# Category Theory via C# (8) Functor Category

# [LINQ via C# series]

# [Category Theory via C# series]

**Latest version: https://weblogs.asp.net/dixin/category-theory-via-csharp-3-functor-and-linq-to-functors**

# Functor Category

Given 2 categories C and D, functors C → D forms a functor category, denoted D^{C}:

- ob(D
^{C}): those functors C → D - hom(D
^{C}): natural transformations between those functors - ∘: natural transformations F ⇒ G and G ⇒ H compose to natural transformations F ⇒ H

Here is an example of natural transformations composition:

// [Pure] public static partial class NaturalTransformations { // Lazy<> => Func<> public static Func<T> ToFunc<T> (this Lazy<T> lazy) => () => lazy.Value; // Func<> => Nullable<> public static Nullable<T> ToNullable<T> (this Func<T> function) => new Nullable<T>(() => Tuple.Create(true, function())); }

These 2 natural transformation Lazy<> ⇒ Func<> and Func<> ⇒ Nullable<> can compose to a new natural transformation Lazy<> ⇒ Nullable<>:

// Lazy<> => Nullable<> public static Nullable<T> ToNullable<T> (this Lazy<T> lazy) => // new Func<Func<T>, Nullable<T>>(ToNullable).o(new Func<Lazy<T>, Func<T>>(ToFunc))(lazy); lazy.ToFunc().ToNullable();

# Endofunctor category

Given category C, endofunctors C → C forms an endofunctor category, denoted C^{C}, or End(C):

- ob(End(C)): the endofunctors C → C
- hom(End(C)): the natural transformations between endofunctors: C → C
- ∘: 2 natural transformations F ⇒ G and G ⇒ H can composte to natural transformation F ⇒ H

Actually, all the above C# code examples are endofunctors DotNet → DotNet. They form the endofunctor category DotNet^{DotNet} or End(DotNet).

# Monoid laws for endofunctor category, and unit tests

An endofunctor category C is a monoid (C, ∘, Id):

- Binary operator is ∘: the composition of 2 natural transformations F ⇒ G and G ⇒ H is still a natural transformation F ⇒ H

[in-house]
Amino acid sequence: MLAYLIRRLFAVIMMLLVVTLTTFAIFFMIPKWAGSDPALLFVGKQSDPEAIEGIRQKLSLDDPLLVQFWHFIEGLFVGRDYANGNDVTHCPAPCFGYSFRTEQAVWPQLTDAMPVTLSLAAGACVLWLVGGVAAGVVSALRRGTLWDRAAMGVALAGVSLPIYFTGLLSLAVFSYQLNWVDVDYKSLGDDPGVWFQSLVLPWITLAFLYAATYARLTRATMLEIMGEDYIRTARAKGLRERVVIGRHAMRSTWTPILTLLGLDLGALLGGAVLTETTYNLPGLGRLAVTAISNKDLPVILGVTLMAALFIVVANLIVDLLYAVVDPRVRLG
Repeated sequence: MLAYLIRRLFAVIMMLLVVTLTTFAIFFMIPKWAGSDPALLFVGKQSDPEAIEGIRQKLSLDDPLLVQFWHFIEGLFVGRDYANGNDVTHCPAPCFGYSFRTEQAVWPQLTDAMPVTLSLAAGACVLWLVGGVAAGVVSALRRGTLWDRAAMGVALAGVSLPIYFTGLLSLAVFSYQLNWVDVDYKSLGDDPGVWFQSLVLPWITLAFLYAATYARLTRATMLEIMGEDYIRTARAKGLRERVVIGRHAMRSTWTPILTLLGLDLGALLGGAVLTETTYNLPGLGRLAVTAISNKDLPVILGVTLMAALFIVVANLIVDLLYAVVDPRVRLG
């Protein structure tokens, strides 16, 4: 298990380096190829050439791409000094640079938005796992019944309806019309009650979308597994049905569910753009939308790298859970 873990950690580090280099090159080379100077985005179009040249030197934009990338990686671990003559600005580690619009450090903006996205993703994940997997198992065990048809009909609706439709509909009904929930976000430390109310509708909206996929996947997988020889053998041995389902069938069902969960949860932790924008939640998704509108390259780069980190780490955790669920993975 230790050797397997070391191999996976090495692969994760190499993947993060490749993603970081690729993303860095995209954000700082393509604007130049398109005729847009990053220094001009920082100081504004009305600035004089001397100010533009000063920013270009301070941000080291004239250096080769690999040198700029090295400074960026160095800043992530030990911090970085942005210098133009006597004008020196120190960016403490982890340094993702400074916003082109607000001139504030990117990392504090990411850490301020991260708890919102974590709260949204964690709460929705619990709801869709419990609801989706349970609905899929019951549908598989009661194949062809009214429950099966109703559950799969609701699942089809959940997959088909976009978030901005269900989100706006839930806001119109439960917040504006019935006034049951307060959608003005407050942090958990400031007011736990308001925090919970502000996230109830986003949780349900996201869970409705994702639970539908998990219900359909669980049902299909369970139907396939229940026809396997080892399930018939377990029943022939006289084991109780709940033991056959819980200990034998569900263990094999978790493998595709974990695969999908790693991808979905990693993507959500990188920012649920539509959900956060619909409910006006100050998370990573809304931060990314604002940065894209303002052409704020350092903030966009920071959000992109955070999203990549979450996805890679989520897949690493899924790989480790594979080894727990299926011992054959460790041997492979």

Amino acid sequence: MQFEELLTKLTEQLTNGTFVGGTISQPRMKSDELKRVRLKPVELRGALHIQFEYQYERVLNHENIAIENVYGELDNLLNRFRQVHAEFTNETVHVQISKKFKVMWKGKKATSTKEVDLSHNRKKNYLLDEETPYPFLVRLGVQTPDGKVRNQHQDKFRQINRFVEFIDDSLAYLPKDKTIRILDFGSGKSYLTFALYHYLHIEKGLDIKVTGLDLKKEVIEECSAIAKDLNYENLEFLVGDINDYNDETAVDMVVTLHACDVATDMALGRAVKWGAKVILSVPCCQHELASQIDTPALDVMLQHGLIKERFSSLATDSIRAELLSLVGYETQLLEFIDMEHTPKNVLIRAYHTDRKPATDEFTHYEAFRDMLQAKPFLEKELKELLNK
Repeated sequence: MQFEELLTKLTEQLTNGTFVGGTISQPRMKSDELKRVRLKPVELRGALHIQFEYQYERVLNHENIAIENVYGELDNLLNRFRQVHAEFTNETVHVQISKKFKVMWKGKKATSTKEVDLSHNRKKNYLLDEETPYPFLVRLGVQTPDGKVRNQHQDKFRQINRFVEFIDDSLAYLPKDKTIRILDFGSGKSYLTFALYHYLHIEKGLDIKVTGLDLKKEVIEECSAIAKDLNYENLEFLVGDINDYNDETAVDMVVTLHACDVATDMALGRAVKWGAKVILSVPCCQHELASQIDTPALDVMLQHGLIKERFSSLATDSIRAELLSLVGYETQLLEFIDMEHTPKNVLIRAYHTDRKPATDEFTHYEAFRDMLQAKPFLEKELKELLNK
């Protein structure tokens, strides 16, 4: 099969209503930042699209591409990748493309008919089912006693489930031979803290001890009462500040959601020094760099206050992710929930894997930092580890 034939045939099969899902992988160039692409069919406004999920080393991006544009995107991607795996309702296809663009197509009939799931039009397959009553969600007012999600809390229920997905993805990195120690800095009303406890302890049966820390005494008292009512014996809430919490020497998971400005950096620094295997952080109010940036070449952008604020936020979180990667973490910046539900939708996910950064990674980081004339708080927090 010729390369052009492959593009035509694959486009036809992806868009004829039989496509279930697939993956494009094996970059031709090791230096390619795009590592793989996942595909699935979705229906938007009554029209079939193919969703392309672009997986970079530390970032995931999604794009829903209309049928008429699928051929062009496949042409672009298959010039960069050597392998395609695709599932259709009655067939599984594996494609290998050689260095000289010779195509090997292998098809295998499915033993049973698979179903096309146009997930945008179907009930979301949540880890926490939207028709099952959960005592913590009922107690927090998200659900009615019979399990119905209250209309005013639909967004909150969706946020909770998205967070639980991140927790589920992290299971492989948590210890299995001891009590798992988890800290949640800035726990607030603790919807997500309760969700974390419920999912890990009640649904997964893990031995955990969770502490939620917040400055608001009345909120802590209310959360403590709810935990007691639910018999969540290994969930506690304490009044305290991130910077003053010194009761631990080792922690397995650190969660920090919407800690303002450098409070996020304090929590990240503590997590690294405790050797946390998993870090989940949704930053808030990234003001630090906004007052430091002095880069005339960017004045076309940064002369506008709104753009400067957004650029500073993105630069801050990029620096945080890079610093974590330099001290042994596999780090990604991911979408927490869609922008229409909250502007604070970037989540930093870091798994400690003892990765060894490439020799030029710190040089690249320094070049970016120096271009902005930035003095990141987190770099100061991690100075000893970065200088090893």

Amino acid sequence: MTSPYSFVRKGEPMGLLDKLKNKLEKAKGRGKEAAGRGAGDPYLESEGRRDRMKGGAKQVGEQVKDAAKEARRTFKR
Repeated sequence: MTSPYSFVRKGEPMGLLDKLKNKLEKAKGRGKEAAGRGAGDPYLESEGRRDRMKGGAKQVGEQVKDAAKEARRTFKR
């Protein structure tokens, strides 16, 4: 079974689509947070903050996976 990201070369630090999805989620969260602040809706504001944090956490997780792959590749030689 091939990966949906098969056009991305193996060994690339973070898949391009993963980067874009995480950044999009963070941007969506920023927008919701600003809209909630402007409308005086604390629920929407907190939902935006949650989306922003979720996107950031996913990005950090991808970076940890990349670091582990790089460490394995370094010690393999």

- Unit element: the Id natural transformation, which transforms any endofunctor X to itself - Id
_{X}: X ⇒ X

Apparently, Monoid (hom(C^{C}), ∘, Id) satisfies the monoid laws:

- left unit law: Id
_{F}: F ⇒ F ∘ T: F ⇒ G ≌ T: F ⇒ G, T ∈ ob(End(C)) - right unit law: T: F ⇒ G ≌ T: F ⇒ G ∘ Id
_{G}: G ⇒ G, T ∈ ob(End(C)) - associative law: (T1 ∘ T2) ∘ T3 ≌ T1 ∘ (T2 ∘ T3)

Take the transformations above and in previous part as example, the following test shows how natural transformations Lazy<> ⇒ Func<>, Func<> ⇒ Nullable<>, Nullable<> ⇒ => IEnumerable<> composite associatively:

[TestClass()] public partial class NaturalTransformationsTests { [TestMethod()] public void CompositionTest() { Lazy<int> functor = new Lazy<int>(() => 1); Tuple<Func<Lazy<int>, IEnumerable<int>>, Func<Lazy<int>, IEnumerable<int>>> compositions = Compositions<int>(); IEnumerable<int> x = compositions.Item1(functor); IEnumerable<int> y = compositions.Item2(functor); Assert.AreEqual(x.Single(), y.Single()); } private Tuple<Func<Lazy<T>, IEnumerable<T>>, Func<Lazy<T>, IEnumerable<T>>> Compositions<T>() { Func<Lazy<T>, Func<T>> t1 = NaturalTransformations.ToFunc; Func<Func<T>, Nullable<T>> t2 = NaturalTransformations.ToNullable; Func<Nullable<T>, IEnumerable<T>> t3 = NaturalTransformations.ToEnumerable; Func<Lazy<T>, IEnumerable<T>> x = t3.o(t2).o(t1); Func<Lazy<T>, IEnumerable<T>> y = t3.o(t2.o(t1)); return Tuple.Create(x, y); } }